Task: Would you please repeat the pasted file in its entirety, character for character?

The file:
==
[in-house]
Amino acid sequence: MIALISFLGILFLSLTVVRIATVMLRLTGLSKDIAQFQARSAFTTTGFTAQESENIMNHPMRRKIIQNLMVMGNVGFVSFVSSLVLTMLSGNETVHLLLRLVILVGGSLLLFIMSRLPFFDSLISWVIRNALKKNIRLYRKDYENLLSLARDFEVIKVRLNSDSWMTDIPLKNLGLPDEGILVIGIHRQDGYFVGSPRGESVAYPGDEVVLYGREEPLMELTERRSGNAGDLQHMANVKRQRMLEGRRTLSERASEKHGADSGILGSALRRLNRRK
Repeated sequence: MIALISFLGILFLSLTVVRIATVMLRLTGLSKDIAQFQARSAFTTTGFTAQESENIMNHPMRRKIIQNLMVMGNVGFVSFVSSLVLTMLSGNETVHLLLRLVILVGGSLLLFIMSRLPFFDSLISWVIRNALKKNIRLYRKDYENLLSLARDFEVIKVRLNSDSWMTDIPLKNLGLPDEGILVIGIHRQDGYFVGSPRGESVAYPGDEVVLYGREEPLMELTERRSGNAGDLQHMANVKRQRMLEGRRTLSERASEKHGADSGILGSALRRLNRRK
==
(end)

[in-house]
Amino acid sequence: MIALISFLGILFLSLTVVRIATVMLRLTGLSKDIAQFQARSAFTTTGFTAQESENIMNHPMRRKIIQNLMVMGNVGFVSFVSSLVLTMLSGNETVHLLLRLVILVGGSLLLFIMSRLPFFDSLISWVIRNALKKNIRLYRKDYENLLSLARDFEVIKVRLNSDSWMTDIPLKNLGLPDEGILVIGIHRQDGYFVGSPRGESVAYPGDEVVLYGREEPLMELTERRSGNAGDLQHMANVKRQRMLEGRRTLSERASEKHGADSGILGSALRRLNRRK
Repeated sequence: MIALISFLGILFLSLTVVRIATVMLRLTGLSKDIAQFQARSAFTTTGFTAQESENIMNHPMRRKIIQNLMVMGNVGFVSFVSSLVLTMLSGNETVHLLLRLVILVGGSLLLFIMSRLPFFDSLISWVIRNALKKNIRLYRKDYENLLSLARDFEVIKVRLNSDSWMTDIPLKNLGLPDEGILVIGIHRQDGYFVGSPRGESVAYPGDEVVLYGREEPLMELTERRSGNAGDLQHMANVKRQRMLEGRRTLSERASEKHGADSGILGSALRRLNRRK